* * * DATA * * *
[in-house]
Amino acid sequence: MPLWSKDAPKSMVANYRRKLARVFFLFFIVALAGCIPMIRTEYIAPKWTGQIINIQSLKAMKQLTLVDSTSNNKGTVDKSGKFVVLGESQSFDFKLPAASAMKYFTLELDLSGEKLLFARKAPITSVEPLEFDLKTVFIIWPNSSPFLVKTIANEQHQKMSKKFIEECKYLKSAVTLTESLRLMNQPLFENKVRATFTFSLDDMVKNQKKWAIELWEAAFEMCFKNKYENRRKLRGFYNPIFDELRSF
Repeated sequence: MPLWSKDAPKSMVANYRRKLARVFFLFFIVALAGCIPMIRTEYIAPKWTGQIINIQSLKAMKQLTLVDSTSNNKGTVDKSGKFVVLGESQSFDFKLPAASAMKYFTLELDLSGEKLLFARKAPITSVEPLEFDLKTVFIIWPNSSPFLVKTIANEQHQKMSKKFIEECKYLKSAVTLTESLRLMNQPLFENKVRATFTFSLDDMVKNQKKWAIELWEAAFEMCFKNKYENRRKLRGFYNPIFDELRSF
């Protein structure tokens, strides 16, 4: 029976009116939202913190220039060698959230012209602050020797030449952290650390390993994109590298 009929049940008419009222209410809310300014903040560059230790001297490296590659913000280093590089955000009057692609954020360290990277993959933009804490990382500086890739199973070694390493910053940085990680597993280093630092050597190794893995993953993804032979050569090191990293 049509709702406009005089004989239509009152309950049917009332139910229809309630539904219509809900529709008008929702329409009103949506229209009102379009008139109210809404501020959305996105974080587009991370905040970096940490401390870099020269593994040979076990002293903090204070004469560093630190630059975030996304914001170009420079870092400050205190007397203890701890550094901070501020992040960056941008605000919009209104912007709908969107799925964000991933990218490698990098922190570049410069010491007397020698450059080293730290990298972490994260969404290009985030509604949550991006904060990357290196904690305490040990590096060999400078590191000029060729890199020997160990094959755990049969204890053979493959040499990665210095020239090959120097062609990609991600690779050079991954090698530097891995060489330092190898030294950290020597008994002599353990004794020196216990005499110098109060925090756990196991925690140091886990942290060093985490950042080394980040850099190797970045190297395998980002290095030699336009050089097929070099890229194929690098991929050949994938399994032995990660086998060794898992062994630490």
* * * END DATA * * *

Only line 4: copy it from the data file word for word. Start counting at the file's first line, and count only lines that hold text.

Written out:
């Protein structure tokens, strides 16, 4: 029976009116939202913190220039060698959230012209602050020797030449952290650390390993994109590298 009929049940008419009222209410809310300014903040560059230790001297490296590659913000280093590089955000009057692609954020360290990277993959933009804490990382500086890739199973070694390493910053940085990680597993280093630092050597190794893995993953993804032979050569090191990293 049509709702406009005089004989239509009152309950049917009332139910229809309630539904219509809900529709008008929702329409009103949506229209009102379009008139109210809404501020959305996105974080587009991370905040970096940490401390870099020269593994040979076990002293903090204070004469560093630190630059975030996304914001170009420079870092400050205190007397203890701890550094901070501020992040960056941008605000919009209104912007709908969107799925964000991933990218490698990098922190570049410069010491007397020698450059080293730290990298972490994260969404290009985030509604949550991006904060990357290196904690305490040990590096060999400078590191000029060729890199020997160990094959755990049969204890053979493959040499990665210095020239090959120097062609990609991600690779050079991954090698530097891995060489330092190898030294950290020597008994002599353990004794020196216990005499110098109060925090756990196991925690140091886990942290060093985490950042080394980040850099190797970045190297395998980002290095030699336009050089097929070099890229194929690098991929050949994938399994032995990660086998060794898992062994630490």